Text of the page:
Erland Cooper is a new discovery, and his 2018 release Solan Goose is already one of my albums of the year. Reminiscent at times of Mogwai at their most gentle and contemplative, it also retains an indefinable strangeness all of its own. Opening track ‘Whitemaa’, for example, could be the theme tune to the greatest weird 1970’s kid’s TV show never made. Overall, the tone is both elegiac and uplifting, shot through with melodies that carry ghostly echoes of traditional Scottish folk music, but shredded and born aloft by the westerly winds that flood across his native Orkney.
In all of England, I do not believe that I could have fixed on a situation so completely removed from the stir of society. A perfect misanthropist’s Heaven.
Emily Brontë, Wuthering Heights
Photograph taken at Hyde Park, Leeds, November 2018
First published in 1997, Michael Bracewell’s England Is Mine is an interesting and entertaining overview of specifically English ‘pop’ (as in ‘popular’) culture, covering the hundred years from the Victorian fin de siecle era through to the fag-end of ‘Britpop’. I suspect it was the damp fizzling out of ‘Britpop’ that prompted Bracewell to write the book, sensing that it would serve as a neat book-end to a century of cultural upheavals that he could comment on – at length – in his own distinctive style. He covers a lot of ground, with chapters thematically linked around the likes of English gay culture, the post-war suburbs, the ‘grim’ north, and the post-industrial legacy of Thatcherism. It should have been called England’s Dreaming, but Jon Savage had already beaten him to it with his definitive account of the 1970’s and the Sex Pistols, as the overarching conceit is that the myth of Arcadia is a collective English dreamscape through which we are sleepwalking. A dream logic pervades the entire book, and the rules of space/time no longer apply, allowing John Betjeman to rub shoulders with John Cooper Clarke, Evelyn Waugh, Derek Jarman, Sid James, Siousixe Sioux, Malcolm MacDowell, Virginia Woolf, Cecil Collins and – inevitably – Morrissey, to name just a few. Re-reading it twenty years later, it still stands up. Some of the people in there are now dead (Mark E.Smith, David Bowie) or have long since retreated into an obscurity that even ‘reality’ TV can’t penetrate, but Bracewell’s consistent focus is on the work they made in the times that it had its most significant impact. Bowie’s early 70’s output is discussed (favourably) at length, Keith Waterhouse’s Billy Liar (along with Barry Hines’ Kes a compulsory text in most working class houses from my childhood) is reappraised for it’s streak of blackly fatalistic humour (that I always felt informed The League of Gentlemen, along with the more obvious collision of Hammer Horror and Alan Bennet), Sham 69’s 1978 ‘concept’ album That’s Life is acknowledged as a commercial failure but an artistic success for its “mesmeric squalor”, and Joanne Catherall and Susanne Sulley of the Human League (first crushes for an entire generation of Grange Hill-era lads) are proposed as the real key to the band’s 80’s success, claiming that they “embody a kind of feminist consciousness that could either dance around a handbag or hit you with it.” The book is full to overflowing with that kind of Wildean bon mot, and here’s just a few of the better ones:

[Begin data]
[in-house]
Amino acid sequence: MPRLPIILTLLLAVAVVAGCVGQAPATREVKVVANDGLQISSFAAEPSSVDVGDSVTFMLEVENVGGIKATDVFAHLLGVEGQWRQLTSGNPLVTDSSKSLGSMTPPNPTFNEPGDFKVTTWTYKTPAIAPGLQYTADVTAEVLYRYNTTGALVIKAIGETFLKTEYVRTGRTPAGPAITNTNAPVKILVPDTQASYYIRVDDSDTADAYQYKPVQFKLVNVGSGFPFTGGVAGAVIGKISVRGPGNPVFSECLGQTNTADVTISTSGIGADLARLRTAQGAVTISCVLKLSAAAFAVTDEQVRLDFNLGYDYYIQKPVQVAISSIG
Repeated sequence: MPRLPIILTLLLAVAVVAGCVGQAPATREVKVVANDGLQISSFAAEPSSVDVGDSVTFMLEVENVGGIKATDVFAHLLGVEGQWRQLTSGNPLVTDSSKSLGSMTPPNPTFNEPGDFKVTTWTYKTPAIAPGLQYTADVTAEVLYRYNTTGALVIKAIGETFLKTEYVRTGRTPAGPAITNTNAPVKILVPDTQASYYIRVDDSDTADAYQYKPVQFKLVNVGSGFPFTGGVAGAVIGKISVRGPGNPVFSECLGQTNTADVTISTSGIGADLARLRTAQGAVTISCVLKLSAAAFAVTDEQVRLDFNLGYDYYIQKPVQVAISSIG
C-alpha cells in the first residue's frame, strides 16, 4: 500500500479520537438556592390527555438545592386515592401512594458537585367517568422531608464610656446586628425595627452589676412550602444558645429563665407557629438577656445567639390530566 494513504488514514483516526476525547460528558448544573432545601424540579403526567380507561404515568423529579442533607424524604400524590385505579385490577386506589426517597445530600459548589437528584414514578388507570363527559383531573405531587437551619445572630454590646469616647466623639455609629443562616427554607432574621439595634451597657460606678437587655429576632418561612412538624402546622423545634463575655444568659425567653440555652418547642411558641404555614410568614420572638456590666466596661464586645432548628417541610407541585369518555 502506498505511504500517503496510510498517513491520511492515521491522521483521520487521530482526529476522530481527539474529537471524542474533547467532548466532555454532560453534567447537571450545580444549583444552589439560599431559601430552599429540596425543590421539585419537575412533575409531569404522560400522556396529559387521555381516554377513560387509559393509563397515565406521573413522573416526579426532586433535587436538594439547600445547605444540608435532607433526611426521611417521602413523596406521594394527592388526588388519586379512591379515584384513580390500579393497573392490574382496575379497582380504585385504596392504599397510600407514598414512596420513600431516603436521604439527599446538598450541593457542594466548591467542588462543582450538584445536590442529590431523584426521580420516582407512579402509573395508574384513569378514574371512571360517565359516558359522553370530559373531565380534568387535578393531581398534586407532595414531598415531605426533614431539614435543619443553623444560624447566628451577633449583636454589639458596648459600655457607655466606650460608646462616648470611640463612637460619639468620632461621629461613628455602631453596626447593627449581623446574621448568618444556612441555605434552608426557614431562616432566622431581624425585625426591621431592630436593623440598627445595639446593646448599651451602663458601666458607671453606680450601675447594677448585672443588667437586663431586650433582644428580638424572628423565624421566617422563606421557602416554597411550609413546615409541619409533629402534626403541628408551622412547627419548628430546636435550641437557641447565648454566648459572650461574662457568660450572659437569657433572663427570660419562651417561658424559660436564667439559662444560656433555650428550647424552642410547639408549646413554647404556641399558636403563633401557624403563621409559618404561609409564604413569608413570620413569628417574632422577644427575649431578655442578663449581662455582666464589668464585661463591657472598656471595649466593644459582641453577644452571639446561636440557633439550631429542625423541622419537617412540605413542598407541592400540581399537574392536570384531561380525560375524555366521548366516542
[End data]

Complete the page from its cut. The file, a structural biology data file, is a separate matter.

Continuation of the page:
Kate Bush: “…covering the territory of Angela Carter’s Company Of Wolves in the guise of a Pre-Raphaelite raised on Jackie.”
Robert Smith (of The Cure): “…moans his lyrics about blood, death and loneliness with all the plaintive weariness of a person whose library books are eternally overdue.”
Dexy’s Midnight Runners: “…proto-New Men with muscles, challenging themselves to build a cult of the soul like Dominicans in donkey jackets.”
All in all, good fun, but beneath the witticisms there’s a serious point to be made: that England’s cultural legacy is far too often overlooked in favour of America or Europe, and when it is celebrated, it’s often for its worst examples, not its best. Bracewell’s a smart bloke, who if he opened his mouth in a pub in my home town he’d get glassed, and yet he’s as well versed in unrepentant working class culture as he is in high art nonsense. Over the years Bracewell has written some of the most pretentious and indigestable art essays I’ve ever read, but in this book he was focussed and on top form. Recommended.
It has to be said that the 1998 Flamingo paperback edition has one of the worst book covers of all time. It’s almost the perfect encapsulation of shit late 90’s design, and I hate it so much that I desgned my own alternative (see above and the full wrap-around version below) and reclad the book with it. When I was in the 6th Form my teachers tried to steer me towards a career in graphic design (and I resisted, which is how I ended up spending the last 33 years working in offices) and I’ve always retained a fascination with it that has led me to try my hand over the years. In this instance, I’m quite pleased with the results, and should any publisher see fit to release a new edition of the book, well, you know where I am.